If there is a "rest frame" (i.e. where P -> 0), then in terms of the transformed values in that frame (P,H,M) = (0,U,m), one has

0 = (P0 - v M)/r + P1
m = (M - gamma v.P0)/r
U = H - beta v.P/r + M/r beta v^2/(1 + r)

which, when inverted, yields:

P = vm/r, M = m/r, H = U + m/r beta v^2/(1 + r),
mu = M - alpha H = m - alpha U

which simultaneously generalizes both the non-relativistic and
relativistic formulas for (relativistic) mass M, momentum P and kinetic
energy H ... except that U is absent in relativity.

The appearance of an "internal energy" U term in the relativistic case
is directly connected with the inclusion of the 11th generator mu. If
setting U = 0, then both mu and the rest mass m coincide. Otherwise, mu
would have to be given a separate name, e.g. "Intrinsic Mass".

To emphasize: the case U != 0 and mu != m is a GENERALIZATION of Special Relativity that is NOT equivalent to it, but only includes it as a
special case!

There are, in the general cases of (alpha,beta,kappa), 3 invariants
under the transforms:
The Intrinsic Mass: mu = M - alpha H
The Extended Mass Shell: Phi_2 = beta P^2 - 2MH + alpha H^2 - kappa K^2 +
alpha beta kappa J^2
The "Spin" shell: Phi_4 = W^2 - gamma W0^2 + lambda W4^2

There is also the derived invariant:
The Mass Shell: mu^2 - alpha Phi_2 = M^2 - gamma P^2 + lambda K^2 - lambda gamma J^2

The 5-vector (W0, W = (W1,W2,W3), W4) is the generalization of the Pauli-Lubanski vector, and is given by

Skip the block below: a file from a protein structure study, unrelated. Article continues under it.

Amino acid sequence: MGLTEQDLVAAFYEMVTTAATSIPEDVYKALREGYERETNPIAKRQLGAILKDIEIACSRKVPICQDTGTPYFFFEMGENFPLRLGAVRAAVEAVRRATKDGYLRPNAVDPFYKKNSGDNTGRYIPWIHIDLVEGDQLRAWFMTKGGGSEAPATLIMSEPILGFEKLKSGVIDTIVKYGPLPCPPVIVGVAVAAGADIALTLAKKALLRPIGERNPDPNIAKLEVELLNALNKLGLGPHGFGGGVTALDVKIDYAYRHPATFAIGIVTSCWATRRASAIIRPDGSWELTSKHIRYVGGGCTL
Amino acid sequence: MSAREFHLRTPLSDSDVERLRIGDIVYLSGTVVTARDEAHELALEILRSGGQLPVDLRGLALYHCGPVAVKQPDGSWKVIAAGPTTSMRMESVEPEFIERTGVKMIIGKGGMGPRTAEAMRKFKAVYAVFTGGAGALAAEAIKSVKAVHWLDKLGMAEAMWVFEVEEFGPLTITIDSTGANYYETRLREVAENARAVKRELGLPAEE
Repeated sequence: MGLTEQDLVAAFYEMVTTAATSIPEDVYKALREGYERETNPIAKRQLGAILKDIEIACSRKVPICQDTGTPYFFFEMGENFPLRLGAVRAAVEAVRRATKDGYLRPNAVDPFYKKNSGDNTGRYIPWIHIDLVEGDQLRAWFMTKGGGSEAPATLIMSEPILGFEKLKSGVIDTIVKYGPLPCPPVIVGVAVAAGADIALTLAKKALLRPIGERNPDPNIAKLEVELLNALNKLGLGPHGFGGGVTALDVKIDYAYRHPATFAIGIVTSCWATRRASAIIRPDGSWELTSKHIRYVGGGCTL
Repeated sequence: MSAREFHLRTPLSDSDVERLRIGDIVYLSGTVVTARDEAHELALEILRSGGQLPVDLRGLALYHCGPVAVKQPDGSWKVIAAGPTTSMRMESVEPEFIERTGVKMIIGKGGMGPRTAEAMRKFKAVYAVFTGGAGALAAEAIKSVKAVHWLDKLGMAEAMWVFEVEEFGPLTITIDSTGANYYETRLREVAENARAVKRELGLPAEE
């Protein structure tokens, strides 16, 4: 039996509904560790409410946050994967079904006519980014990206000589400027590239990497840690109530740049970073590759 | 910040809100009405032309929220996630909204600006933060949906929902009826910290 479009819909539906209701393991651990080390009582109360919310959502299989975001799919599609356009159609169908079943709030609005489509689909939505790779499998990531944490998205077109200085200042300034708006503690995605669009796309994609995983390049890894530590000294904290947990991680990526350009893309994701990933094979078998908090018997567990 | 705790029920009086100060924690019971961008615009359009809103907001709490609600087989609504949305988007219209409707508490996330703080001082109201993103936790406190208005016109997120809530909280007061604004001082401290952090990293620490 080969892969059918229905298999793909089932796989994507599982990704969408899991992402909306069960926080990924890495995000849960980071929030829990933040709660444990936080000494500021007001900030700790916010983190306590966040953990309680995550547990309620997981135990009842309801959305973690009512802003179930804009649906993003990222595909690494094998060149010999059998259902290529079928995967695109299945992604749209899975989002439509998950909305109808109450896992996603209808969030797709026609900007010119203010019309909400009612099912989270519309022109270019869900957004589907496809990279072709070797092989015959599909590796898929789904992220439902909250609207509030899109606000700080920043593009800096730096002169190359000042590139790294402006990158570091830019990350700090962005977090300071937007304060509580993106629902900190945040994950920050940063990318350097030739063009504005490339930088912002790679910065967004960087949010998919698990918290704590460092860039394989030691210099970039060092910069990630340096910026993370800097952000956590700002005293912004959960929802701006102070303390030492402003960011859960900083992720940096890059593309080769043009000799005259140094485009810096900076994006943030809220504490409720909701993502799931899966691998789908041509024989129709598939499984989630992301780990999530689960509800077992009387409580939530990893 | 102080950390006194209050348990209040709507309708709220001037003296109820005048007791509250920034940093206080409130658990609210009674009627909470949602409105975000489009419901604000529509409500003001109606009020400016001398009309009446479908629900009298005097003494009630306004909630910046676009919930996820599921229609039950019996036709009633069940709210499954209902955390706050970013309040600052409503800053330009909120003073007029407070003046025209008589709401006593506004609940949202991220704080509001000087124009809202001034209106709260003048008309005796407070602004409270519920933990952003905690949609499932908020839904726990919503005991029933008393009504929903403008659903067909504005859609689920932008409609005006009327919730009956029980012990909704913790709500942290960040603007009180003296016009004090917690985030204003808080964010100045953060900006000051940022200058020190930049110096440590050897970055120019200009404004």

W0 = P.J, W = MJ + P x K, W4 = K.J.

It transforms as

delta W0 = -upsilon W - beta tau W4
delta W = omega x W - gamma upsilon W4 - lambda epsilon W4
delta W4 = epsilon W - kappa tau W0

If there is a rest frame P = 0, then in it, it reduces to (W0,W,W4) -> (0,mS,m^2 R.S).

This, along with the fact that there are 5 translation generators (P1,P2,P3,H,mu) in the central extension, instead of 4, strongly
suggests that the geometry naturally suited for this is 5 dimensional,
not 4.

It's something one of us found a couple years ago.

The centrally extended members of the BLL family all have a uniform
geometric coordinate representation with the following features:
* It is non-linear if kappa != 0
* It is 5 dimensional, not 4.

Coordinates: (t, u, x, y, z)
Differential Operators: denoted (T, U, X, Y, Z)

J = (z Y - y Z, x Z - z X, y X - x Y)
K = beta t (X,Y,Z) + (x,y,z) (alpha T - U)
P = -a (X,Y,Z)
H = aT + bU
M = a (alpha T - U) = mu + alpha H
mu = -c U

where

a = root(1 + zeta s^2 - lambda r^2)
b = kappa r^2/(a + c)
c = root(1 + zeta s^2) = a + alpha b

r^2 = x^2 + y^2 + z^2 + 2 beta t u + gamma u^2
s = t + alpha u

It is linear if kappa = 0 (with a = 1, b = 0, c = 1), non-linear
otherwise. The non-linear case reflects an underlying curved geometry.

The dimensions of the coordinates are x,y,z: L, t: T, u: LV.

Both a and c play the role of "extra" coordinates in the associated
conic sections:

a^2
+ lambda (x^2 + y^2 + z^2) - zeta t^2 = 1
c^2 - zeta s^2 = 1

For the Static/Carroll groups (alpha = 0, beta = 0), one has:

a = 1, b = kappa r^2/2, c = 1, r^2 = x^2 + y^2 + z^2, s^2 = t^2.

From this, you can integrate to find the action of the symmetry
transforms on the coordinates. The transform (psi) corresponding to (mu)
will have a non-trivial effect.

To determine these - which I won't do here - you will need to calculuate
the action of (J,K,P,H,M,mu) on (a,b,c); and these can be found from the following actions of (T,U,X,Y,Z) on (a,b,c):

a (T,U,X,Y,Z) a = kappa (beta t, 0, -alpha x, -alpha y, -alpha z)
ac (T,U,X,Y,Z) b = kappa (beta (au-bt), beta as, cx, cy, cz)
c (T,U,X,Y,Z) c = kappa (beta s, gamma s, 0, 0, 0)